There is ostensibly a catch-22 among writers looking to make writing into a full-time career, and it goes something like this:
The only way my writing will be good is if I write about something passionate to me, but what may be passionate to me may be too artistic/smart/weird/literary/whatever for the market.
And it’s somewhat true. There are some writers I read, such as Gene Wolfe, that probably won’t ever gain a large commercial appeal, but who I believe is a far better writer than many of his contemporaries. Then you have Dan Brown and Stephanie Meyer who, while one would be hard-pressed to describe their contributions to writing as pushing any artistic boundaries, are extremely successful because they’re incredibly talented at giving people what they want to read. So where to fall?
I don’t think it has to be one way. One might not be commercially successful producing works they’re passionate about, but that’s no reason to attempt to maximize their commercial success. Don’t go against the grain; go with it.
For example, lets say I have two story ideas I’m equally passionate about. One is a story I know explores some esoteric issue most people don’t care about, but another deals with wide themes that many people can relate to. I want to write both, but guess which I write first? The latter.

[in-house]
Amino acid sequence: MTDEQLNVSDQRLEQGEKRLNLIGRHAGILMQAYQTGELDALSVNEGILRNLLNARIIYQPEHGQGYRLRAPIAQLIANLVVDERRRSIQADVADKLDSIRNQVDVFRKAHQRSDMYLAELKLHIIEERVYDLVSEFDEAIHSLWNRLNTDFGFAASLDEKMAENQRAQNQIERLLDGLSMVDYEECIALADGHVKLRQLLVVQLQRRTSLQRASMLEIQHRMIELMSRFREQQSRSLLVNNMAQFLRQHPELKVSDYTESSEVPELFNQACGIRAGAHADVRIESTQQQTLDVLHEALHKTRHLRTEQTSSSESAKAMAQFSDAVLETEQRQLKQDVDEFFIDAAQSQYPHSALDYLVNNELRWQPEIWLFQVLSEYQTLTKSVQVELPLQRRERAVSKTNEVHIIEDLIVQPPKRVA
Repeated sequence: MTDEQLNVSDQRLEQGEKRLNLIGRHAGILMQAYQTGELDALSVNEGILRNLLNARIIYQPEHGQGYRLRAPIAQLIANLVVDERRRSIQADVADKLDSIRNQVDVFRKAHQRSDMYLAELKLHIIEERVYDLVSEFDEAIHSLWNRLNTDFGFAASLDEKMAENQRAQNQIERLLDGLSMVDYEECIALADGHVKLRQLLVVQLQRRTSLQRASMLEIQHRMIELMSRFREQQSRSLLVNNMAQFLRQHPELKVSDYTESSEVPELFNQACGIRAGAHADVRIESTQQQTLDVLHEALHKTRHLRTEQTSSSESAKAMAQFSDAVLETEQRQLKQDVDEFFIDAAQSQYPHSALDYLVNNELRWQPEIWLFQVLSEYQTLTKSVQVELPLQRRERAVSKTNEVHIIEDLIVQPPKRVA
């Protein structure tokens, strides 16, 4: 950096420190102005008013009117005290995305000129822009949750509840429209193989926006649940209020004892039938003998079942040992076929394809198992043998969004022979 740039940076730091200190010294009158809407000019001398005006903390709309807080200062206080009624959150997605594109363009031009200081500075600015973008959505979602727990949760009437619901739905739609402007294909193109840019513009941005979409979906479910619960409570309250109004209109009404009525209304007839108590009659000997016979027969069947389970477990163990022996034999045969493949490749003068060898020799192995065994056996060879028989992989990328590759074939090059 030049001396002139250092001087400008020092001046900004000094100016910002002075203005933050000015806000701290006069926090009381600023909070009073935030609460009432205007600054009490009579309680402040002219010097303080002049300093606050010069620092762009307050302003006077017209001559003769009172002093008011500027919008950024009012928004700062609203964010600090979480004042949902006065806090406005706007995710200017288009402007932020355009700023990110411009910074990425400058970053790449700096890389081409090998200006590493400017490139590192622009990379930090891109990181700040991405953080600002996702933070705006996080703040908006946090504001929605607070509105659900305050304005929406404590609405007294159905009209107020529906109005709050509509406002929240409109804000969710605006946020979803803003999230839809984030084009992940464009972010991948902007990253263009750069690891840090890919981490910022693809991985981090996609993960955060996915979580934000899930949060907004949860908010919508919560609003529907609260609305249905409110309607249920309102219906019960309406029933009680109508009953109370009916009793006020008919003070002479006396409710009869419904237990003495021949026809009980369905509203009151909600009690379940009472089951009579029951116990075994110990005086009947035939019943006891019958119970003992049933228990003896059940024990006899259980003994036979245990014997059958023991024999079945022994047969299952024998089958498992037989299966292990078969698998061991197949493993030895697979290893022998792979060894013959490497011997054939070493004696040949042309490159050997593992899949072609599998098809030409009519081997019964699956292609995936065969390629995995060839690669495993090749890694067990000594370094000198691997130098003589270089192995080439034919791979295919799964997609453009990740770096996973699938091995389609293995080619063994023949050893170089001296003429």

I don’t think an artist should EVER sacrifice their integrity. Ever. But that doesn’t mean you can’t find something you’re passionate about that other people are too. I’d bet anything Dan Brown loves writing what he writes, but that doesn’t mean he isn’t capable of writing other things too. It’s not a black-and-white thing. Being an artist and writing shouldn’t be some angsty FUCK-IT-ALL quest; it should be about doing what you enjoy and getting paid for it.
Write what you’re passionate about, but if you have ideas you’re equally passionate about and one has more commercial appeal than another, why not go with that?